The Italian Abroad Wine Blog
The Italian abroad wine blog is my wine blog and diary. I founded Italyabroad.com in 2003 and have been living abroad for almost 20 years and this blog is a collection of my thoughts about mainly Italian wine and food, but also wine and food in general. I come from an Italian wine making family and got acquainted with wine at a very early age, but I don't just love Italian wine, I love any good wine and enjoy plenty of it, I am also very passionate about good food and travelling, and often my posts include a bit of everything.
To help you understand Italian wines, we have designed a series of Italian wine maps featuring DOC and DOCG Italian wines, where you can discover the origin and the grapes making it of your favourite Italian wine. I also wrote this post about the Italian wine appellation system explaining the Italian wine classification and what it really means for wine drinkers.
At Italyabroad.com we also have a Youtube channel where you can watch me tasting some of our wines and answer your questions about Italian wines and grapes, from the real meaning of DOC to what is an orange wine.
Hope you enjoy reading it,
If you haven't heard or read it yet, Prosecco rose’ will be soon making its appearance on our supermarkets, and not, shelves and I am certain, many wine drinkers can’t wait to buy it. Prosecco Rose is not to be confused with any sparkling rose’ wine currently being sold, Prosecco Rose will have written “Prosecco Rose” on the label and I am expecting it to be a DOC wine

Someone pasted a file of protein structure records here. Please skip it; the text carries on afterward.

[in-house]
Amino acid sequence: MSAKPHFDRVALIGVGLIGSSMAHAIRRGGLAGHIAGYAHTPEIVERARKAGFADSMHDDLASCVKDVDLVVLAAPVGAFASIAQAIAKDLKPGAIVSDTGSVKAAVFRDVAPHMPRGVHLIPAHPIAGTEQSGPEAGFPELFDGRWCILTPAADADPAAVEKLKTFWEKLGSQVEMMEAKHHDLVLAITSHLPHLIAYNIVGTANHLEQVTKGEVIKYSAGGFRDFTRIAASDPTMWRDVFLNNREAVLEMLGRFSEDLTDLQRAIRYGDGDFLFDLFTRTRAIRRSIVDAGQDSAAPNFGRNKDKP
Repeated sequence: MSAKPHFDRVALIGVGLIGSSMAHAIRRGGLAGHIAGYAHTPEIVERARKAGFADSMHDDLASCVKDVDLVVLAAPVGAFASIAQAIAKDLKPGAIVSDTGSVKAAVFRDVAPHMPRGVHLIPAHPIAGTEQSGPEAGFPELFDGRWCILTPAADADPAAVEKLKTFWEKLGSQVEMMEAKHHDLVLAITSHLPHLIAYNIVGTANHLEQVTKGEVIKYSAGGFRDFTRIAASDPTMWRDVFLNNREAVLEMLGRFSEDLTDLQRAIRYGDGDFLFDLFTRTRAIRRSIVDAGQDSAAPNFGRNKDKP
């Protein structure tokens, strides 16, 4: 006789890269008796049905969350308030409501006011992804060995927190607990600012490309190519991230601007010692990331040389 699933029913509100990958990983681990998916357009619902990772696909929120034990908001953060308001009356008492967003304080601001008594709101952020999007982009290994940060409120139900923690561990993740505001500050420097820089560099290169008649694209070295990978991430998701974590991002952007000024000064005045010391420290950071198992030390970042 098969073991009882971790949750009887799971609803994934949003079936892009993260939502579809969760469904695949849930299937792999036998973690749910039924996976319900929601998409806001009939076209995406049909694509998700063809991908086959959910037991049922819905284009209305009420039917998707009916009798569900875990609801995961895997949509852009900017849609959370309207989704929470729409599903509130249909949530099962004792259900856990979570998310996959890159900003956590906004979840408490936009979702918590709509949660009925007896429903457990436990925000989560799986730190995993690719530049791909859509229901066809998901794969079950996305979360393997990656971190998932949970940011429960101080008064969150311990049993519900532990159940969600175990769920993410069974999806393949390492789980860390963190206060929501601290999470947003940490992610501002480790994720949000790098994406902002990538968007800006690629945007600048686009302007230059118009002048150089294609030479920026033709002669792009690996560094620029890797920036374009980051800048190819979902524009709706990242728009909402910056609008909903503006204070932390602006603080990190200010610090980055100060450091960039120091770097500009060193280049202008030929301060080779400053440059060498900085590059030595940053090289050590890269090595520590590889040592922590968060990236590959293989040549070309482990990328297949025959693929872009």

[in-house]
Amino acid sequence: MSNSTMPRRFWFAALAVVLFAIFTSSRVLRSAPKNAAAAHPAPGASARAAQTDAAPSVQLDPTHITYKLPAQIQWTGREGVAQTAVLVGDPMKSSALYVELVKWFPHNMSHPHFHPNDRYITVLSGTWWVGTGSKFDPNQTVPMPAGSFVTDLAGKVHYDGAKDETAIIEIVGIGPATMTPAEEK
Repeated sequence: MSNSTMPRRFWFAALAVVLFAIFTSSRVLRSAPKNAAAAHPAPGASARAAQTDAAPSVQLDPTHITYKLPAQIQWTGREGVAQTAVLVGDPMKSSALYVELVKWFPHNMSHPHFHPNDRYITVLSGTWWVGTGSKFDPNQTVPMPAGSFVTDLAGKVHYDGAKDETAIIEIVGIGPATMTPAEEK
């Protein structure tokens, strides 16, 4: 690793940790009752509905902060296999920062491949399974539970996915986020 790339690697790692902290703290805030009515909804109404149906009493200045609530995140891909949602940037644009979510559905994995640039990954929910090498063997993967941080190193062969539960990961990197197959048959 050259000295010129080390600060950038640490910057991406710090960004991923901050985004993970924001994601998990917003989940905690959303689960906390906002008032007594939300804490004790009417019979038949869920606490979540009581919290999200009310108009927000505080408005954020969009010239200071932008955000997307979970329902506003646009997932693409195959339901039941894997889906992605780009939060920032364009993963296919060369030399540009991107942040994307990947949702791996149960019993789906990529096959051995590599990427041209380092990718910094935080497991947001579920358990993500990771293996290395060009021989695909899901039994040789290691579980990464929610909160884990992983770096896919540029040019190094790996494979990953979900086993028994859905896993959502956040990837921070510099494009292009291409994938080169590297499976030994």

I just read that EU and Australia have almost reached a compromise on the Prosecco dispute, Australian producers will, still to be confirmed, be able to keep producing and selling Prosecco, amongst many other European protected food, by adding “Australian” on the label
Prosecco has become the cheapest “appellation” sparkling wine in the UK shelves and as such it is competing with all other cheap sparkling wines. Prosecco has become a commodity, and when a product becomes one, it loses its brand loyalty, this is why Prosecco sales are going down whether the consortium wants to admit it or not.
What is the problem for Prosecco and why is everyone wishing it to go? There is too much Prosecco that tastes like a cheap sparkling wine, this is real problem.
Progrigio, what a name for a wine, it reminds me of a tennis equipment brand. What next, Prozinf, for a Sparkling Zinfaldel, or MalPro, for a Sparkling Malbech? Or they both sound too much like medicines?